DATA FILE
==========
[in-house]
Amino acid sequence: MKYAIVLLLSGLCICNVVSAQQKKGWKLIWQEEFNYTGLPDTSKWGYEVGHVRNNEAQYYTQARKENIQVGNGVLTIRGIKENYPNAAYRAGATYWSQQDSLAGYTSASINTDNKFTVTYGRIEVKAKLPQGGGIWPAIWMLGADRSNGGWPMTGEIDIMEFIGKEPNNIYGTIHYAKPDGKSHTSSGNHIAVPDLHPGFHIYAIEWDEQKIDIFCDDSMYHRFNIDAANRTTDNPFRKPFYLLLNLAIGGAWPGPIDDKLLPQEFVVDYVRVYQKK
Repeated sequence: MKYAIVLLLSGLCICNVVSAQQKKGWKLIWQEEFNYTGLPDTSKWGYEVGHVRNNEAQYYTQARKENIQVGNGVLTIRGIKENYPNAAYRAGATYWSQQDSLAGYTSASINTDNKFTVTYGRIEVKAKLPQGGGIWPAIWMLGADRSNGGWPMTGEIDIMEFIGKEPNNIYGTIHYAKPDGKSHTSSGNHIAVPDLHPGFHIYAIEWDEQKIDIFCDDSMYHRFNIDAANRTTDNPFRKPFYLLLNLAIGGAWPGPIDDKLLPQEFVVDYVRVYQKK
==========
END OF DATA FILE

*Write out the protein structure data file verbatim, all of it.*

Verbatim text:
[in-house]
Amino acid sequence: MKYAIVLLLSGLCICNVVSAQQKKGWKLIWQEEFNYTGLPDTSKWGYEVGHVRNNEAQYYTQARKENIQVGNGVLTIRGIKENYPNAAYRAGATYWSQQDSLAGYTSASINTDNKFTVTYGRIEVKAKLPQGGGIWPAIWMLGADRSNGGWPMTGEIDIMEFIGKEPNNIYGTIHYAKPDGKSHTSSGNHIAVPDLHPGFHIYAIEWDEQKIDIFCDDSMYHRFNIDAANRTTDNPFRKPFYLLLNLAIGGAWPGPIDDKLLPQEFVVDYVRVYQKK
Repeated sequence: MKYAIVLLLSGLCICNVVSAQQKKGWKLIWQEEFNYTGLPDTSKWGYEVGHVRNNEAQYYTQARKENIQVGNGVLTIRGIKENYPNAAYRAGATYWSQQDSLAGYTSASINTDNKFTVTYGRIEVKAKLPQGGGIWPAIWMLGADRSNGGWPMTGEIDIMEFIGKEPNNIYGTIHYAKPDGKSHTSSGNHIAVPDLHPGFHIYAIEWDEQKIDIFCDDSMYHRFNIDAANRTTDNPFRKPFYLLLNLAIGGAWPGPIDDKLLPQEFVVDYVRVYQKK